I then calculated dynamic forecasts of the above model with these assumed transition probabilities for st+j. Aficionados will recognize this as a Markov-switching autoregression with directly observable regimes. The diagram below plots the actual weekly data up through this point in black, the 4-week averages in blue, and forecasts of the future 4-week averages from here out as the dashed blue line. Basically the unconditional likelihood that the recession will eventually end slightly outweighs the tendency of new claims to rise if we stay in a recession, and the forecast declines slowly from its current value.


The above graph also plots 70% confidence intervals calculated from this dynamic simulation. The model implies that there is a 15% chance of seeing the new claims numbers go back up above their peak of 4 weeks ago. In other words, there’s an 85% chance that the worst numbers for this particular series are now behind us.

Here is how Gordon summarized the numbers that we had available a week ago:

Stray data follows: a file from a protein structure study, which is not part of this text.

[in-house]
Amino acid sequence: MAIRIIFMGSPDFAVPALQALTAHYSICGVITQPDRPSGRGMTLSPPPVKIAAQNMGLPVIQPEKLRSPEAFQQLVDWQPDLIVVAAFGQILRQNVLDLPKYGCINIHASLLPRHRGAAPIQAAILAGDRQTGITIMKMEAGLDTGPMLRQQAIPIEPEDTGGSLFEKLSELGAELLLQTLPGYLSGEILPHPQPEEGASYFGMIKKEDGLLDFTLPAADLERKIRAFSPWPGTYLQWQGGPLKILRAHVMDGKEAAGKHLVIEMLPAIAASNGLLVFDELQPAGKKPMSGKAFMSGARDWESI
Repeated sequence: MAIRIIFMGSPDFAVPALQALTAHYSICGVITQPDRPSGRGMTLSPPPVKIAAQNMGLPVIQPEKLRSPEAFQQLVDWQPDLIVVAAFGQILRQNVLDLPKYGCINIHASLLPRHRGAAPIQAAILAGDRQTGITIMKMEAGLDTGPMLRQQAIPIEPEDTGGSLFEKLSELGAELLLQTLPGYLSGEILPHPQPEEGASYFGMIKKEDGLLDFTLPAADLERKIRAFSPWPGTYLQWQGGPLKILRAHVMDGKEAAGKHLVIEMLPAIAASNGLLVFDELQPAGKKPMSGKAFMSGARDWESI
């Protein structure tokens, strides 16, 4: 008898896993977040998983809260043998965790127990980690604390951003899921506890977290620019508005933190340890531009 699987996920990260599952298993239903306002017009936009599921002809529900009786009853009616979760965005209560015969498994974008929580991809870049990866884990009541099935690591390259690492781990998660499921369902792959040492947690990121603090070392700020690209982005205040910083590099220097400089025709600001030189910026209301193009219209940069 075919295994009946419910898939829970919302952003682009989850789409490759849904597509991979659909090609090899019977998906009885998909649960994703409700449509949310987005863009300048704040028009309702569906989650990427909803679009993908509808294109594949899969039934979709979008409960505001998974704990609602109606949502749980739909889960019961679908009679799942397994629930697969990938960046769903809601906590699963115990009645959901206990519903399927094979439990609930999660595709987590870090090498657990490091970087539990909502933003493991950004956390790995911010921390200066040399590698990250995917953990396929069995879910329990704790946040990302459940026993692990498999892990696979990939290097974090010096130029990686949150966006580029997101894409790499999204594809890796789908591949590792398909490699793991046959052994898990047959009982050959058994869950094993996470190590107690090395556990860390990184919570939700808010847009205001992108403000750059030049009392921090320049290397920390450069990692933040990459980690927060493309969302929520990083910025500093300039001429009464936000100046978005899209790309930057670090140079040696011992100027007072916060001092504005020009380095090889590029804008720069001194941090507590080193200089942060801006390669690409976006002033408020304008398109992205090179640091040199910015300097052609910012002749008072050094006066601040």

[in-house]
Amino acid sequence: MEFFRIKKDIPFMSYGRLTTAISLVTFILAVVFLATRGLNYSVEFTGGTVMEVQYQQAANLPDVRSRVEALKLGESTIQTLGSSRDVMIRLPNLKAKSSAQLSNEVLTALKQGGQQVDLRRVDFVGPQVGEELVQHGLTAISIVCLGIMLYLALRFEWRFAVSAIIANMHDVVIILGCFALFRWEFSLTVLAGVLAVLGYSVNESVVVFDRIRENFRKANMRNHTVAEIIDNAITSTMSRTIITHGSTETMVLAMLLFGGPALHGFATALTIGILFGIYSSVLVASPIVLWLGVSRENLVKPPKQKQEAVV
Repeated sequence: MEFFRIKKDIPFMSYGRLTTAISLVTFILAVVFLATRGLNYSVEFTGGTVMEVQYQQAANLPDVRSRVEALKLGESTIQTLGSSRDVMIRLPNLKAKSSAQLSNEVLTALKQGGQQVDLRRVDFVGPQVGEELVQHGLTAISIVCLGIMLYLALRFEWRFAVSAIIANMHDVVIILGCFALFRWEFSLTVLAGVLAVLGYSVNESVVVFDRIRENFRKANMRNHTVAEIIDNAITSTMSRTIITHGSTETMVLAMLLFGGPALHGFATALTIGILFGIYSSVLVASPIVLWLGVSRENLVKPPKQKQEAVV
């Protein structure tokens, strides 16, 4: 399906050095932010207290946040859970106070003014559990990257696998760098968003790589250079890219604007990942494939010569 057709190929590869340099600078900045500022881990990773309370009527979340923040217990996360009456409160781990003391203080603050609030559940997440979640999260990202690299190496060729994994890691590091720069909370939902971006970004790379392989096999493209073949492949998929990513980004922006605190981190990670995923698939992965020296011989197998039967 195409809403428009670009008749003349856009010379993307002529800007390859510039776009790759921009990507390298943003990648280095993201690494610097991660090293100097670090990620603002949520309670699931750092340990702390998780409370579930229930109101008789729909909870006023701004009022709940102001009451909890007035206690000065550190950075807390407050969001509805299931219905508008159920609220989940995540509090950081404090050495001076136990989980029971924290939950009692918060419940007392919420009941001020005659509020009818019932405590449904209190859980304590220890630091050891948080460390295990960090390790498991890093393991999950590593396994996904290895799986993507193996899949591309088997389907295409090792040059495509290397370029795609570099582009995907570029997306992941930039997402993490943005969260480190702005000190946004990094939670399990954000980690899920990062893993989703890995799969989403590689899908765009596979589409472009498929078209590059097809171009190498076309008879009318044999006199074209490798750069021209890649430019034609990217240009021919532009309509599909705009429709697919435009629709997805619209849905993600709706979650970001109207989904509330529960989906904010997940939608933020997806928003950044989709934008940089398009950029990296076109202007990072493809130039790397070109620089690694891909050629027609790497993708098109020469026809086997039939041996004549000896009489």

It is always too early to make definitive conclusions, but the recent 2009 peak in new claims looks sufficiently similar to previous recession peaks to allow a conclusion that it is highly probable that the new claims peak has now occurred. The evidence provided here suggests several differences between the recent peak and previous false peaks in earlier recessions. The recent peak occurred much later in the recession than previous false peaks, and the run-up of new claims in the two months prior to the recent peak was substantially faster than in previous false peaks….

My reasoning leads me to conclude that the ultimate NBER trough of the current business cycle is likely to occur in May or June 2009, substantially earlier than is currently predicted by many professional forecasters.

Today’s data make Gordon’s prediction look even better.

Originally published at Econbrowser and reproduced here with the author’s permission.